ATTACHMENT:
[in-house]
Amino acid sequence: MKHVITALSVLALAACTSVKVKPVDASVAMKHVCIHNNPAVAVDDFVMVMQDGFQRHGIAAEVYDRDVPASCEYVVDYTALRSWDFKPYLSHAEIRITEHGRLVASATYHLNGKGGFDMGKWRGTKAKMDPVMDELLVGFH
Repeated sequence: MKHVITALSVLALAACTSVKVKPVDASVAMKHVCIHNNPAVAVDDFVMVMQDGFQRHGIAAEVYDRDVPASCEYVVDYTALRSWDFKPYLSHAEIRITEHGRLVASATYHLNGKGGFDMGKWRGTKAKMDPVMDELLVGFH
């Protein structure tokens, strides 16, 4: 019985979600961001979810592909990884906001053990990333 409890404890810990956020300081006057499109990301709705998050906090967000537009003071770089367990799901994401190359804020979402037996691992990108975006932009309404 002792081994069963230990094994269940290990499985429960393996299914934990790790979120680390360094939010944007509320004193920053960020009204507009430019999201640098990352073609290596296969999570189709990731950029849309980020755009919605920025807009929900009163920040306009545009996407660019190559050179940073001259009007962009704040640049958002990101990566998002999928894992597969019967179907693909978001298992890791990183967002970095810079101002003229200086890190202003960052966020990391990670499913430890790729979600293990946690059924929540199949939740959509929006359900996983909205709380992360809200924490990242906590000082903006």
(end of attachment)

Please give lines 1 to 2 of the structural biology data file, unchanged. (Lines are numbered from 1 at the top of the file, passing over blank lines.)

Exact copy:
[in-house]
Amino acid sequence: MKHVITALSVLALAACTSVKVKPVDASVAMKHVCIHNNPAVAVDDFVMVMQDGFQRHGIAAEVYDRDVPASCEYVVDYTALRSWDFKPYLSHAEIRITEHGRLVASATYHLNGKGGFDMGKWRGTKAKMDPVMDELLVGFH